The solo piano performance is equally compelling, reflective of how Van Hove draws the listener deeply into the real-time process of instant composition (a term that should at least occasionally be used in describing Van Hove’s work, as his improvisations tie together finely shaded threads with the aura of draftsmanship usually ascribed to conventional composers). Van Hove’s patience in developing his materials and the precision of his touch as the improvisation unfolds is central to his influence on pianists like Georg Graewe and Achim Kaufmann. In this sense, listening to Van Hove at this milestone has echoes of late-career solo recordings by earlier jazz stylists, in that the performances confirm not only the characteristics of his innovations, but the necessity of them in the evolution of the music. “Tour de force” is not usually applied to Van Hove’s improvisations, but it is fitting here.

Although Van Hove and Parker first played together on archetypal recordings like Brötzmann’s Machine Gun, they have subsequently collaborated only on an intermittent basis. Still, Parker’s regard for Van Hove led the saxophonist to issue the pianist’s highly recommended solo disc Journey on his psi imprint in 2008. The choice of Hamid Drake to make the trio has a bold, against-the-grain quality, in that in recent years Van Hove has worked with drummers who emphasize clatter for propulsion. Parker and Drake’s free jazz bearings on this disc-long performance has a magnetic pull on Van Hove; in turn, the pianist’s allergy to bombast keeps the focus taut throughout. Whether it is heard as an encore or a prelude to the solo discs, the trio performance will keep the listener glued from beginning to end.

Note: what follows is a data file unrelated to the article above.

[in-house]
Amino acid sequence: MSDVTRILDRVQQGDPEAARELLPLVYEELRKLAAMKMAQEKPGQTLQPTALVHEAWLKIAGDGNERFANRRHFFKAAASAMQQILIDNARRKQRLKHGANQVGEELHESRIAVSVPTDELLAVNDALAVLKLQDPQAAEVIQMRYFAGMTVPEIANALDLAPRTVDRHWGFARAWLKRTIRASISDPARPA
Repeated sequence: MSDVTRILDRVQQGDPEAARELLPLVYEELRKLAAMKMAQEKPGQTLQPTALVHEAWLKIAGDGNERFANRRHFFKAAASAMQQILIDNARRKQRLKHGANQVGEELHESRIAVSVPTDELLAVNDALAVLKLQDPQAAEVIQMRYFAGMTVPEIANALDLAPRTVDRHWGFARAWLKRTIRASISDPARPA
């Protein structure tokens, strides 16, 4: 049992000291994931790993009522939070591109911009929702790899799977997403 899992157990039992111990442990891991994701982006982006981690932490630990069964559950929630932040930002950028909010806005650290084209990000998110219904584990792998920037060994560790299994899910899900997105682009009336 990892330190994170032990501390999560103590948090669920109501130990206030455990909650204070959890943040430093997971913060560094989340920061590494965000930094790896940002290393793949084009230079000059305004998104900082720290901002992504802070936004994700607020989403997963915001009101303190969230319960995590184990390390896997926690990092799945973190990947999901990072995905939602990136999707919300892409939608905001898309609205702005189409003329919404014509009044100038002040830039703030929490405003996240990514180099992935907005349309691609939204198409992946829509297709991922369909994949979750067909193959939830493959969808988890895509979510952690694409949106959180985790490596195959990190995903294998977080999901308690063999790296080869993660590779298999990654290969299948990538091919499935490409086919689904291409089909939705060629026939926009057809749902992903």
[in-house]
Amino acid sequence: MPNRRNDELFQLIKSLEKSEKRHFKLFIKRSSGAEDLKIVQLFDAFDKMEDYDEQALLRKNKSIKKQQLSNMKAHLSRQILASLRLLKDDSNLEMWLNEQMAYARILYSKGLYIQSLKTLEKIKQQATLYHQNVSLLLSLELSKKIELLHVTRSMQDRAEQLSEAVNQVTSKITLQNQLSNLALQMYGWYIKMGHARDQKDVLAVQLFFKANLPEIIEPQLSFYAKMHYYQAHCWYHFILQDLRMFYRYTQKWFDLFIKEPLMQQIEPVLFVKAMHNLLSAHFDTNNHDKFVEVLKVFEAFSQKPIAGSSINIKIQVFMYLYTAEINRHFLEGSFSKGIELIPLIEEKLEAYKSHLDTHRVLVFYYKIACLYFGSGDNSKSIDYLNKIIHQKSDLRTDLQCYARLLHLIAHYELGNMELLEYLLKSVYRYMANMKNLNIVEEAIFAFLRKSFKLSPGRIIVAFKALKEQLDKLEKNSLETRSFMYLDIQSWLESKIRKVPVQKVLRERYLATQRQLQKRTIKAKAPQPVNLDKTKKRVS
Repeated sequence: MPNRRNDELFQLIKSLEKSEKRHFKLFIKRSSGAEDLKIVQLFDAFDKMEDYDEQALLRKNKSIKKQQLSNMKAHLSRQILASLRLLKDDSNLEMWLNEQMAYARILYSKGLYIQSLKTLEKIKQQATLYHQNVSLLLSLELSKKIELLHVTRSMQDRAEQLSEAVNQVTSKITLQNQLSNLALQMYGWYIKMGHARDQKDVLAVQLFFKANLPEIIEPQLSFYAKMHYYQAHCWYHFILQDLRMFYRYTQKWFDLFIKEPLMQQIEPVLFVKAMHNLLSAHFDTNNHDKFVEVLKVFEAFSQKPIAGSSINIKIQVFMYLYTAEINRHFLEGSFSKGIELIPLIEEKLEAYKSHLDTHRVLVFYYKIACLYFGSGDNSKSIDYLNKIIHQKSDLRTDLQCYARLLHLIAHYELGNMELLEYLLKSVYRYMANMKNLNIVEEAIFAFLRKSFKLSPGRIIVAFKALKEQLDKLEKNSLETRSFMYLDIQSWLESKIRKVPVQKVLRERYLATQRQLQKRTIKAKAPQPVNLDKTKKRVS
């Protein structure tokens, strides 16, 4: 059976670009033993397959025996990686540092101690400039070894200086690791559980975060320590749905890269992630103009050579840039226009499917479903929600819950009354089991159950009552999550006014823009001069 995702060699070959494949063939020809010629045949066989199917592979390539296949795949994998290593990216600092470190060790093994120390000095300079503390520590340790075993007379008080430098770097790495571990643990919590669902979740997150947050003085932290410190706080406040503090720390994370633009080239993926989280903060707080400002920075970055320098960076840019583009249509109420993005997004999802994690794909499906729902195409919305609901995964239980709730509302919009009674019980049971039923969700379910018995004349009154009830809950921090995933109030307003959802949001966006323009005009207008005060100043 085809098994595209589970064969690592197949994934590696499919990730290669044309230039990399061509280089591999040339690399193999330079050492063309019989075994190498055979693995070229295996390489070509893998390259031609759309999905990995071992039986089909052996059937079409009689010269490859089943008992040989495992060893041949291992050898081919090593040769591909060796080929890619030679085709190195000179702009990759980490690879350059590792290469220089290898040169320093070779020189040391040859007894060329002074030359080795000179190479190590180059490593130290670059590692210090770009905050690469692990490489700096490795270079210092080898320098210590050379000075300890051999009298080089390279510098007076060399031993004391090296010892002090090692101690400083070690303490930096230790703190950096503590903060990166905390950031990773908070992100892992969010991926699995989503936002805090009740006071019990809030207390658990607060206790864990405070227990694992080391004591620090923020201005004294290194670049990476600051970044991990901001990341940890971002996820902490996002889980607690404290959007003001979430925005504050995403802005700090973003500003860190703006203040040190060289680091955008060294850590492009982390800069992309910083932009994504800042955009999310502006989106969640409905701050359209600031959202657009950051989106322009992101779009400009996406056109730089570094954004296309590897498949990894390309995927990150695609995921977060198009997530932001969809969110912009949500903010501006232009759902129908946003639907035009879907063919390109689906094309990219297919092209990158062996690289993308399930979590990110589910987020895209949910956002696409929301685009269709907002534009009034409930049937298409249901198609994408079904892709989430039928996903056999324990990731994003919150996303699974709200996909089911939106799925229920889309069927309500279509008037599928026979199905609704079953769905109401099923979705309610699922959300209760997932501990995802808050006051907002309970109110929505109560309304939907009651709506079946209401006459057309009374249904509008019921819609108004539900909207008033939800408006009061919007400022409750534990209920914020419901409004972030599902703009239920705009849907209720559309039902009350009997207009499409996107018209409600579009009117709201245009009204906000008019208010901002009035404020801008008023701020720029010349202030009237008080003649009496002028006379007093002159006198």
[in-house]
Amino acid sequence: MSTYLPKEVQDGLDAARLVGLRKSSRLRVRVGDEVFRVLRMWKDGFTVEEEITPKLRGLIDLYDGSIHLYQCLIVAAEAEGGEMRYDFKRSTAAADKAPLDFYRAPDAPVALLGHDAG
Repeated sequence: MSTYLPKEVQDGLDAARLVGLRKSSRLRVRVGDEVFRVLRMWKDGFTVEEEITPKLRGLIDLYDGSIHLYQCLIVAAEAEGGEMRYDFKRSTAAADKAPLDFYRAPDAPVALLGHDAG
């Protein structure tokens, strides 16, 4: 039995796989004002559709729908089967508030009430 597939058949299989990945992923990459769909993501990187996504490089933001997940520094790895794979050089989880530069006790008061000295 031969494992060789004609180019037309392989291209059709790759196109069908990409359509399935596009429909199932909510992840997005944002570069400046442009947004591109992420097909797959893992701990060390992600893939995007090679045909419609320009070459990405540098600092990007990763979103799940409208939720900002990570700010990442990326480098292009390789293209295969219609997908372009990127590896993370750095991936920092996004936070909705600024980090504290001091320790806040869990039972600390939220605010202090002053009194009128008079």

Alexander Von Schlippenbach, Han Bennink & Peter Brötzmann                                 courtesy of Trost Records

Fifty Years After was recorded a half-century to the month after Machine Gun; both were made in Bremen. A slightly different band than before, though; Schlippenbach is a far more jazzcentric improviser than Van Hove, which reverberates through both Bennink and Brötzmann’s work, throughout. The steamroller 20-minute opening blow exemplifies how each of them distill the jazz histories of their respective instruments exultantly and furiously. The edge shifts from track to track, as Brötzmann switches axes, Bennink employs various disruptive gambits, and Schlippenbach jumps the borders between post-serialism and modern jazz. The lasting impression they make is one of rigor. Instead of having a jolly reunion, Brötzmann, Bennink and Schlippenbach double down on the fierce urgency of how they first articulated in the ‘60s, when the Cold War seemed like a permanent condition, and cultural upheaval spread throughout Europe. Fifty Years After confirms that this message remains essential and needed.

The release of these new collections are cause to revisit past work – including Schlippenbach’s The Living Music – and confirm that Free Music not only still lives, it thrives.
–Bill Shoemaker

New World